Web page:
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Why the Blockchain Revolution Won’t Happen Overnight

  • By Andrew Deichler
  • Published: 3/14/2016
stpaulsDuring a panel discussion at the recent ACT Cash Management Conference in London, experts weighed in on how blockchain technology could be a major disruptive force—for good or evil. Nevertheless, one thing was clear: whatever big change is coming, it’s not going to happen overnight.

Panelist John Rowland, executive director of Cicero compared blockchain to “the Force” in Star Wars—whether it’s used for good or evil depends on who is wielding it. He noted that people are still somewhat suspicious of bitcoin and by extension blockchain due to their association with nefarious or questionable practices (the Silk Road online black market, the Mt. Gox fiasco, etc.).

However, Rowland does see a lot of potential for blockchain. “I think it could improve a lot of pretty stodgy but very important things like clearing and settlement—things that people don’t really know or care much about as long as they work,” he said. “I think it will be disruptive, but I think the change will be incremental at least to start with. It takes time to embed new technologies. It will take a lot of time to bring people along and persuade them that blockchain is actually a reasonable solution.”

Clive Cooke, securities executive for R3, agreed that blockchain technology won’t simply change everything overnight. Nevertheless, he does see it changing things over time. Unfortunately, “there aren’t any experts out there right now that are going to tell you exactly how things are going to pan out,” he said.

Cooke sees blockchain particularly making changes to financial transactions. “When a transaction occurs, anyone associated with that trade—rather than keeping their own record—gets the record at the same time and nobody can change it. So it really is going to make a lot of difference and it’s going to be a big change,” he said.

Ben Zevenbergen, research assistant for the Oxford Internet Institute, explained that he has spent considerable time with developers of bitcoin and blockchain technology. He explained that while their intentions are good, they also want to completely get rid of banks; they want to remove the middle men. “So they certainly want to do good, but their conception of good is different from your conception of good,” he said. “They want to create a decentralized society that is technologically mediated.”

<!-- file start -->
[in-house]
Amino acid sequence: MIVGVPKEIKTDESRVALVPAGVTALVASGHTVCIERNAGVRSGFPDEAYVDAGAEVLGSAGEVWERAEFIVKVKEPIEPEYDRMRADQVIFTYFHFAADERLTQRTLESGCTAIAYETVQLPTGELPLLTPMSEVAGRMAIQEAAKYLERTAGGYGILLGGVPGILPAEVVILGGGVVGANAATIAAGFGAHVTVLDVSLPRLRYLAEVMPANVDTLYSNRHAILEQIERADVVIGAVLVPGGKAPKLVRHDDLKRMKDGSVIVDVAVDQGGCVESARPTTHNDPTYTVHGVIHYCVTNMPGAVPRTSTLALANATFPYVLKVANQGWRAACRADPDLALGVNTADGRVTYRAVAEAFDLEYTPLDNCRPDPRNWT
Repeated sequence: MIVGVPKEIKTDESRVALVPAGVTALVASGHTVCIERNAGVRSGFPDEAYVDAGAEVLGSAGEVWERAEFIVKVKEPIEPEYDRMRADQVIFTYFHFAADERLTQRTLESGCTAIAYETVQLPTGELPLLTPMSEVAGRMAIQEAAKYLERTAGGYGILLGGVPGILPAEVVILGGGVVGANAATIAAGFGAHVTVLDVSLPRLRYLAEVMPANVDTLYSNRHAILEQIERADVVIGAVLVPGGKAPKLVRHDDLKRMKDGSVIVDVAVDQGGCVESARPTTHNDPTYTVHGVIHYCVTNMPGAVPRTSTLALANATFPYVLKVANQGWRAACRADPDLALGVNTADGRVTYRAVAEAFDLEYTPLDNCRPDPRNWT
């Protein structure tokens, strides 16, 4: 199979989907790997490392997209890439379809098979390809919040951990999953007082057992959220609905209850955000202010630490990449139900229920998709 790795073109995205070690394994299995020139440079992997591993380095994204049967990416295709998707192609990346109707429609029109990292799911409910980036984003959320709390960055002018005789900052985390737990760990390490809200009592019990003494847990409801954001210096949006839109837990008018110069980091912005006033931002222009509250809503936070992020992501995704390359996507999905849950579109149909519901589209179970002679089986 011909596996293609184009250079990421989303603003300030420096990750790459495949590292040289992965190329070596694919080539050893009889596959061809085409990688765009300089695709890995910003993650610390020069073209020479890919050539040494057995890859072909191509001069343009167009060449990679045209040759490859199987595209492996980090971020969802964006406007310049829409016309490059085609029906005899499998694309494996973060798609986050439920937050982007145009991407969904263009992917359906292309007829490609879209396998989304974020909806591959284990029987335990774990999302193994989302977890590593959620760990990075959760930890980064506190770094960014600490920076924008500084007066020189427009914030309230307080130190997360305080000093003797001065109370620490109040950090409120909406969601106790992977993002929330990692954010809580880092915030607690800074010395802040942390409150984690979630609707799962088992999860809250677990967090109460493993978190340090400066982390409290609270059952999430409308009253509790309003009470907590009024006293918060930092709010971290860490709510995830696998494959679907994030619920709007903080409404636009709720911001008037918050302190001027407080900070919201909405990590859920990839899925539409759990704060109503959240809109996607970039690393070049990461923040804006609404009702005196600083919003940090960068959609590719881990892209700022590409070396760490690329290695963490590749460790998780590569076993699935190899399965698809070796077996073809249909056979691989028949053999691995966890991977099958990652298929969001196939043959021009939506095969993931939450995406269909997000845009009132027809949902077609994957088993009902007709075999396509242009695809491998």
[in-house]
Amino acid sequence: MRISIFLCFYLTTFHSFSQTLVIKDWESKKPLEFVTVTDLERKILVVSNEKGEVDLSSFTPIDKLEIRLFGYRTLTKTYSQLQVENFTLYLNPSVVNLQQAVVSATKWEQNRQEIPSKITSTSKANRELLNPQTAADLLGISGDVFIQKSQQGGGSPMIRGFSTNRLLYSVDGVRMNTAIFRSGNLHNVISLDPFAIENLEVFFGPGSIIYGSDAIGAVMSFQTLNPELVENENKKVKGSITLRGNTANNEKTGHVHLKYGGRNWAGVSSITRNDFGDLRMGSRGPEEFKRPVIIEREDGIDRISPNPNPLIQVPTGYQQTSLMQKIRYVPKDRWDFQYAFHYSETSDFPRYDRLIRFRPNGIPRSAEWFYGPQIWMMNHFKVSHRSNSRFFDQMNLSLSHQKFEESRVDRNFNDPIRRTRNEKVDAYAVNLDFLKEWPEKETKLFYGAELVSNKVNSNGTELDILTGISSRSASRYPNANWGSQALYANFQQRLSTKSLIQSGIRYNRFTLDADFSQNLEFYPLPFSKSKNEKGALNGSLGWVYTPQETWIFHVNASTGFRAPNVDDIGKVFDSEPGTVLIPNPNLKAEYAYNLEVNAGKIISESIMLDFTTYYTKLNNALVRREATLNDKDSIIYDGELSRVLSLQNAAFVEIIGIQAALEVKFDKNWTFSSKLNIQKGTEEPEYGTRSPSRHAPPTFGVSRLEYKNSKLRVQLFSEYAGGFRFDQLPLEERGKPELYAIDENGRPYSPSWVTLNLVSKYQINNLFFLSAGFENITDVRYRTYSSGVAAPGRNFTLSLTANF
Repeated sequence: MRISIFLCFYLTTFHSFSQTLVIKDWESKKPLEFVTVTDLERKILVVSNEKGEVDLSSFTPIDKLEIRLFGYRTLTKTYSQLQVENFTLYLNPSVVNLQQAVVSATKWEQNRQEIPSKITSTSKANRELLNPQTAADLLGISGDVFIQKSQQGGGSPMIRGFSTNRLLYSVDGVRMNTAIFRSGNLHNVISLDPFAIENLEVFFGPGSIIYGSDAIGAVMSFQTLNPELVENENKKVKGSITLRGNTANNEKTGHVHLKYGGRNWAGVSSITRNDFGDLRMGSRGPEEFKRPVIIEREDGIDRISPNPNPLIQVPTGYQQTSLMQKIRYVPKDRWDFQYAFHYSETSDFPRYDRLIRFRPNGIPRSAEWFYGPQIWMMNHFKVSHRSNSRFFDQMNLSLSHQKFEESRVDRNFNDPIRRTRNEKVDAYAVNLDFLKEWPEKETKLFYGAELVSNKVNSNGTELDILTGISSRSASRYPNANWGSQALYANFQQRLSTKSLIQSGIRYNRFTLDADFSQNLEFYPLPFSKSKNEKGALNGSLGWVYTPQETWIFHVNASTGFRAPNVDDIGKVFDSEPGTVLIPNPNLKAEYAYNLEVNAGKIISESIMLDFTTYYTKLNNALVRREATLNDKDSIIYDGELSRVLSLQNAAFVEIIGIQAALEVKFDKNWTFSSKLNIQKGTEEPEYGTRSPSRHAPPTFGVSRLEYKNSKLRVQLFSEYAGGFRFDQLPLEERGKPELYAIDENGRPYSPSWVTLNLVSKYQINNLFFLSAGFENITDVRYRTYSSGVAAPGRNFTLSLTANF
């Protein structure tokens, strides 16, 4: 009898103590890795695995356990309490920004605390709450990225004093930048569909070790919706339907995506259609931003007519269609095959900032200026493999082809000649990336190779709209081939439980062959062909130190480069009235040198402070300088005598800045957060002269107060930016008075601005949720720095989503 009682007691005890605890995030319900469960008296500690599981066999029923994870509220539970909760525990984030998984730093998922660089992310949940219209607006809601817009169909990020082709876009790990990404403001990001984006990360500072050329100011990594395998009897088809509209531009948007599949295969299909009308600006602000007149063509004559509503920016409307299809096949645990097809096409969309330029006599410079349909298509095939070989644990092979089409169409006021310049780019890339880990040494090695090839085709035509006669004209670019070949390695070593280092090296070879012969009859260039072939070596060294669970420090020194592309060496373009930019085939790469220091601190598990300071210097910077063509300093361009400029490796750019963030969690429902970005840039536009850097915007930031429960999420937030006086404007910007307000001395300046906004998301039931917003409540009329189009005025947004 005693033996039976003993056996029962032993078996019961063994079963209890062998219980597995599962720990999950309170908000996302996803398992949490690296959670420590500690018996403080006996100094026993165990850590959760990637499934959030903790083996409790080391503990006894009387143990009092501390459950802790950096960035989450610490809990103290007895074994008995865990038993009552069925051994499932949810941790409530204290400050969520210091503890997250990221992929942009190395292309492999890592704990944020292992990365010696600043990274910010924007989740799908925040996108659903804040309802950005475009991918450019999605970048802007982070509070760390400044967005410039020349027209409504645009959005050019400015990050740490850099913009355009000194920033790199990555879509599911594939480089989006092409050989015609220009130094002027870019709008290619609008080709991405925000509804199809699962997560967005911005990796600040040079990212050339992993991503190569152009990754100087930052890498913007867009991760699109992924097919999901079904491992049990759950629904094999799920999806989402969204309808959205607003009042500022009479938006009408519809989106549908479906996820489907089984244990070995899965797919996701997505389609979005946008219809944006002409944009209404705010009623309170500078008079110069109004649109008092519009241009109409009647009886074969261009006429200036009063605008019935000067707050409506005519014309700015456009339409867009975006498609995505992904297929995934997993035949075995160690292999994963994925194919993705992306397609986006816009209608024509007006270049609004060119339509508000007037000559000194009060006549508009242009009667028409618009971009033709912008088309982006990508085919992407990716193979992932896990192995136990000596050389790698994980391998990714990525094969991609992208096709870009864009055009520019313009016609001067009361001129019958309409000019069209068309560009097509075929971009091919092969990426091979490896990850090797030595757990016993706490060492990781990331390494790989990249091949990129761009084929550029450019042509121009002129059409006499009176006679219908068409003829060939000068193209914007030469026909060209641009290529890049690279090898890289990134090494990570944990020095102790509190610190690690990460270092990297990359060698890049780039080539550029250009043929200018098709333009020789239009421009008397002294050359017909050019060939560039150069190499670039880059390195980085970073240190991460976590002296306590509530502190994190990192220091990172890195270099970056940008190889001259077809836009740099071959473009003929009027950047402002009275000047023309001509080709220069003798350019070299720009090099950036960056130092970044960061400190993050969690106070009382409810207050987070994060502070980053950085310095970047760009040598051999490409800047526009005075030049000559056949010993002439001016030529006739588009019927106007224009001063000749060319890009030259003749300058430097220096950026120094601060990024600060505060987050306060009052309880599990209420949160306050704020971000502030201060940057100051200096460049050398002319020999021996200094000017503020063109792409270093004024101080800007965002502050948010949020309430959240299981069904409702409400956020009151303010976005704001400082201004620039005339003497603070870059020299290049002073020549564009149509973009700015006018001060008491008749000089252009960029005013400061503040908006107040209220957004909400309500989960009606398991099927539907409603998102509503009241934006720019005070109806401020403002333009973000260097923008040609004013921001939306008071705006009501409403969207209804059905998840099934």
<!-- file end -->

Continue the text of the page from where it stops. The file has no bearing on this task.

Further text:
Zevenbergen said that blockchain is “definitely a hype,” and compared it to big data. Two or three years ago, all the talk was around big data and how certain things like theory, academia and social sciences would no longer be needed. “But it turned out that we need social sciences and theory more than ever,” he said. “We have so much data that we need to make sense of it. So it’s difficult to predict how these things go. It’s open technology; it can be redesigned in any way you want it to be. It really depends on how you use it; you can’t really say whether it’s good or bad.”

Colin Tyler, chief executive of ACT, sees blockchain as being “incredibly disruptive,” noting that its potential is not restricted to the financial space. “We’re really now talking about the ability to share information in a broader sense; it’s not just financial information,” he said. “So for businesses, it won’t just be about financial transactions; it will be the entire business strategy. If you want to make sure that someone actually believes in the authenticity of a product that you’re selling and that it’s getting to the right consumer or business, and you’re loading that into your system, you want to make sure that it’s absolutely right. The blockchain or distributed ledger technology that’s coming down the track will do exactly that for you.”

Nevertheless, it’s going to take time and money, Tyler stressed. Right now, blockchain technology is incredible expensive and it’s going to take a while before it gets down to usable levels. But he advised attendees to think about how many of their processes already use a blockchain-like model. “We’ve had blockchain in business for a long time; it’s called management blockchain,” he said. “If you want to check the veracity of a particular transaction, you basically use a bunch of people in it to make sure it’s right before you let go and make the payment. This is just an extension of that.”

A longer version of this article appears in an upcoming edition of AFP Exchange.

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